Be sure to fertilize all of your plants when first creating your indoor garden.

5. Control Houseplant Pests

Houseplant pests, such as mealybugs, scale insects and spider mites, can wreak havoc on your indoor garden. Even if you thoroughly check a plant for pests when purchasing, some insects lay dormant and appear at a later time. For that reason, it's important to check weekly for signs of insect infestation, including holes in leaves and a sticky substance on foliage, which is excreted by pests as they feed. When you find pests, isolate the affected houseplant immediately to safeguard the rest of your collection.

The sooner you treat an infestation, the better for your indoor garden. Sevin Ready-To-Use Bug Killer will control mealybugs and scale insects. Always treat houseplants outdoors and follow product label directions.

6. Ensure Sufficient Humidity

Many houseplants originate in tropical climates. While most houseplants will survive in the dry air commonly found in homes, they grow best with some additional humidity. Signs that your houseplants suffer from low humidity include leaf curling and yellowing, bud drop, brown leaf tips and pest infestation.

To get your houseplants off to a healthy start, ensure they have adequate humidity by taking the following steps:

  1. Spray your houseplants with a fine mist of water two to three times a day.
  2. Create a humidity tray by filling a saucer with polished stones or marbles. Add water to just below the surface of the stones or marbles, and then place the plant on the saucer. The water evaporation will humidify the surrounding air and the plant.
  3. Group plants. Water evaporates from plant leaves in a process known as transpiration. When this occurs, the plants humidify each other.

7. Groom and Prune

Grooming and pruning your houseplants keeps them tidy and attractive. Prevent plants from luring pests by regularly removing dying foliage and spent flowers with pruning shears. Also keep foliage clean, as dirty leaves aren’t able to clean your indoor air and create oxygen. Wipe leaves with a soft, wet cloth to remove dust and buildup.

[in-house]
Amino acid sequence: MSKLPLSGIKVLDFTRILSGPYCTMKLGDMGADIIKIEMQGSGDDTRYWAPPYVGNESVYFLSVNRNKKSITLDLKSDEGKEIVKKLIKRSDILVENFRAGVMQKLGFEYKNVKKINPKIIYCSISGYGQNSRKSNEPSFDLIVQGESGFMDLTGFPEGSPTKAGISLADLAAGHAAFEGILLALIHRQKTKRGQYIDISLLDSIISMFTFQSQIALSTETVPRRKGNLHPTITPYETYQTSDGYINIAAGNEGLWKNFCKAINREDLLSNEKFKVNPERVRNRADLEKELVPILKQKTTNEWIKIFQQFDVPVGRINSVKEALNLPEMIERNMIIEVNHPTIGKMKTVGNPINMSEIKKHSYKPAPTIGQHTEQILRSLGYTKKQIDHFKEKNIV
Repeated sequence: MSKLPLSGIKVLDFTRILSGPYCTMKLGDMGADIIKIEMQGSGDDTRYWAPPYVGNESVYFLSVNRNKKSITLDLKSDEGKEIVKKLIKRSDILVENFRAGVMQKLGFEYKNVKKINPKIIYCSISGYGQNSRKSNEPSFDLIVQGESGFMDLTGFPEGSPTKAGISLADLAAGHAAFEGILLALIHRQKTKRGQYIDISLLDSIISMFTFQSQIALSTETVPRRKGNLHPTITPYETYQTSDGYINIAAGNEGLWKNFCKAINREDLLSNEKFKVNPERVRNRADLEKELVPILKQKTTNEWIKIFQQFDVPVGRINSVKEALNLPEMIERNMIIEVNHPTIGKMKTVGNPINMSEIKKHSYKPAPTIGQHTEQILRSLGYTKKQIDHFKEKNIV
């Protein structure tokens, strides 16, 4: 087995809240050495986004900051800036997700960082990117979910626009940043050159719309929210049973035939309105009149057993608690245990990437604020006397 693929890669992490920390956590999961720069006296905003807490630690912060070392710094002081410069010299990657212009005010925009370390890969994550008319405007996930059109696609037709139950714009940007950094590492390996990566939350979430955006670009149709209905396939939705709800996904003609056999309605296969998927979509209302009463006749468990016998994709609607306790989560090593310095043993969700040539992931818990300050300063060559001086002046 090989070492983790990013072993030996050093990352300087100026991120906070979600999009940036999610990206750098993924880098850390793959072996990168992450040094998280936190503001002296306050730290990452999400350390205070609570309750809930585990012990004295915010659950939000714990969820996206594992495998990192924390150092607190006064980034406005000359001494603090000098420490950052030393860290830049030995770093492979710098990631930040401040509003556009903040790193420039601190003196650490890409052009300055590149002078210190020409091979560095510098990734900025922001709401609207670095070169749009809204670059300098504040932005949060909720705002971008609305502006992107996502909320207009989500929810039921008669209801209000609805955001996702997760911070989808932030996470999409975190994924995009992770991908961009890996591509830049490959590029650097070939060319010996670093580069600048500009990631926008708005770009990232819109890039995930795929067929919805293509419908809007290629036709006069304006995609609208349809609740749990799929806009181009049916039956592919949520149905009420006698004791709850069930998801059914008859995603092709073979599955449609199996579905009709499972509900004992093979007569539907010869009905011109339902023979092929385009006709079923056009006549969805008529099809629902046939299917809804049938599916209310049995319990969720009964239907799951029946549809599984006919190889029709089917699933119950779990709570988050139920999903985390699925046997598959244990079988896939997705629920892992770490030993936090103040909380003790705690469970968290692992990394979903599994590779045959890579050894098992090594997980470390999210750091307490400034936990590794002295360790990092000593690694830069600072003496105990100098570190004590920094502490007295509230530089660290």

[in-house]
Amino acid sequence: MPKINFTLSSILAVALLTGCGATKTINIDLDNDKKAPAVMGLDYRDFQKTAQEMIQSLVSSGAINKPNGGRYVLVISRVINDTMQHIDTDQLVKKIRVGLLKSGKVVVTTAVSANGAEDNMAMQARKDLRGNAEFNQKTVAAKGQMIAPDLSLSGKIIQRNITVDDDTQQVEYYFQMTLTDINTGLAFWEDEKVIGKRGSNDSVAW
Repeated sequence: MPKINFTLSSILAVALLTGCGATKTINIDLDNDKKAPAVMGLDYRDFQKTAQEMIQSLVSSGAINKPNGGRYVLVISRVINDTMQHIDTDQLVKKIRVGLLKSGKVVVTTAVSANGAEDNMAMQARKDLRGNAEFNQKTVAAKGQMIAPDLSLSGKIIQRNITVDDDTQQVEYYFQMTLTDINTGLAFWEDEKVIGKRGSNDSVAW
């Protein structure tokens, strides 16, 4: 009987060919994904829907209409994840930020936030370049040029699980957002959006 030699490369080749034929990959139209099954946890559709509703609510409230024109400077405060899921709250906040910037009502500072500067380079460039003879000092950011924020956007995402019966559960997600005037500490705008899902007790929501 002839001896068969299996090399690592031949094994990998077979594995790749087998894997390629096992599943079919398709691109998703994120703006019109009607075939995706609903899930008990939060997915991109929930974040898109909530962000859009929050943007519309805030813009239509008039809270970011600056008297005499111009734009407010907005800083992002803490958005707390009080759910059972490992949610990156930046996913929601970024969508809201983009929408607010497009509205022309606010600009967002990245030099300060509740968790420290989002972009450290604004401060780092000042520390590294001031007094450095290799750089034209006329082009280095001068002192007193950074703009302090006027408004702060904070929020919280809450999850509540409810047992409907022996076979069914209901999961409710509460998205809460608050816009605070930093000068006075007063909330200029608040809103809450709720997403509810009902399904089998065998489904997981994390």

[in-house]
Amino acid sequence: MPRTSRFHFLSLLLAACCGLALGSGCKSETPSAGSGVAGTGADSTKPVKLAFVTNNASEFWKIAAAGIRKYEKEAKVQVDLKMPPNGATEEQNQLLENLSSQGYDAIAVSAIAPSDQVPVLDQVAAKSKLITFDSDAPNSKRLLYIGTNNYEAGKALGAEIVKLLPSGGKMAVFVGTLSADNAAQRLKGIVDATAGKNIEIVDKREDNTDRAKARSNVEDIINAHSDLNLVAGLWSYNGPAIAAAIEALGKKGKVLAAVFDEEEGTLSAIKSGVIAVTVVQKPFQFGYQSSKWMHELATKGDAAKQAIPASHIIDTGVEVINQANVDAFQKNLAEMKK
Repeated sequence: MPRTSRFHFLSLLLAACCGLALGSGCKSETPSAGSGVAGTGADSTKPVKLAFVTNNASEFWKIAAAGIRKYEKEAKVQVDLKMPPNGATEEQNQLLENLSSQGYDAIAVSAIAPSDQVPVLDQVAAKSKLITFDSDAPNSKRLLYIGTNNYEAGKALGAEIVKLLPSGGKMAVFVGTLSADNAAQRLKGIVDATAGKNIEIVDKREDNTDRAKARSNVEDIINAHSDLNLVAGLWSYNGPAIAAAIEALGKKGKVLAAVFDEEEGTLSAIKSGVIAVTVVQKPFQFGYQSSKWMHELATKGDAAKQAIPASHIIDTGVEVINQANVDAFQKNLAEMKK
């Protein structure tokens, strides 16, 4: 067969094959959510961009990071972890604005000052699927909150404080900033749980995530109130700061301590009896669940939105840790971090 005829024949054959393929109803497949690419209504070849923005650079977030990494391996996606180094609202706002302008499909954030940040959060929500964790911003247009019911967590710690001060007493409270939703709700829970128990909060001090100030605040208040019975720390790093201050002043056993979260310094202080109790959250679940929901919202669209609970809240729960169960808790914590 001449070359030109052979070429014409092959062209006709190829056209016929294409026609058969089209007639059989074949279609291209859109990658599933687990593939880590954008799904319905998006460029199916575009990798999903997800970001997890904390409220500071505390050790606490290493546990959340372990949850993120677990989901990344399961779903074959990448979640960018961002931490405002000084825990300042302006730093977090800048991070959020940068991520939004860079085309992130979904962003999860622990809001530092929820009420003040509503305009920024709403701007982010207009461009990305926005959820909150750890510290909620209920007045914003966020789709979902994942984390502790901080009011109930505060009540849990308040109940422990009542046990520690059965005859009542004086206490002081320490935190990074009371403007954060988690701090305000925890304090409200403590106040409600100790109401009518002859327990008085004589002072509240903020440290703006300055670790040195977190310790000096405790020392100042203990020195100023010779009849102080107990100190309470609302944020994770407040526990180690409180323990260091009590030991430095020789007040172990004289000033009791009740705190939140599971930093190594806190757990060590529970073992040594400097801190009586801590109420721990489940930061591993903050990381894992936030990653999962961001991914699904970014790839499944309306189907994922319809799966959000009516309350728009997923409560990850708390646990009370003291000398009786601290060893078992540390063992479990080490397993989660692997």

8. Repot When Necessary

To continue to thrive, houseplants require occasional repotting. Signs a houseplant needs a new container and fresh soil include reduced growth, roots emerging from the pot drainage holes or from the soil surface, and water rushing through the pot when you water.

Always repot to a container that is no more than one pot size larger than the current container, as too large of a container leads to excess wet soil that can lead to fungal disease and root rot.

Help reduce the risk of transplant shock by watering the plant after repotting with a solution of Pennington UltraGreen Plant Starter with B1, which provides plants with vital micronutrients.


Now that you know how to grow healthy houseplants, you can get started creating an indoor garden oasis that’s sure to beautify your home and impress your family and friends.

Total Time Required to Set Up Your Indoor Garden: One day

Effort: Easy to achieve through simple tasks.

Time breakdown (Depending on the number and size of houseplants in your indoor garden):

  • Purchasing quality houseplants: 1-3 hours
  • Locating houseplants in your home: 1-2 hours
  • Ongoing maintenance tasks:
  • Watering: 30-60 minutes per week
  • Fertilizing: 30-60 minutes per month
  • Pest control: 15-30 minutes per week

Other maintenance (providing humidity, grooming and pruning): 15-30 minutes per week.

Repotting: Two to four hours every six to twelve months.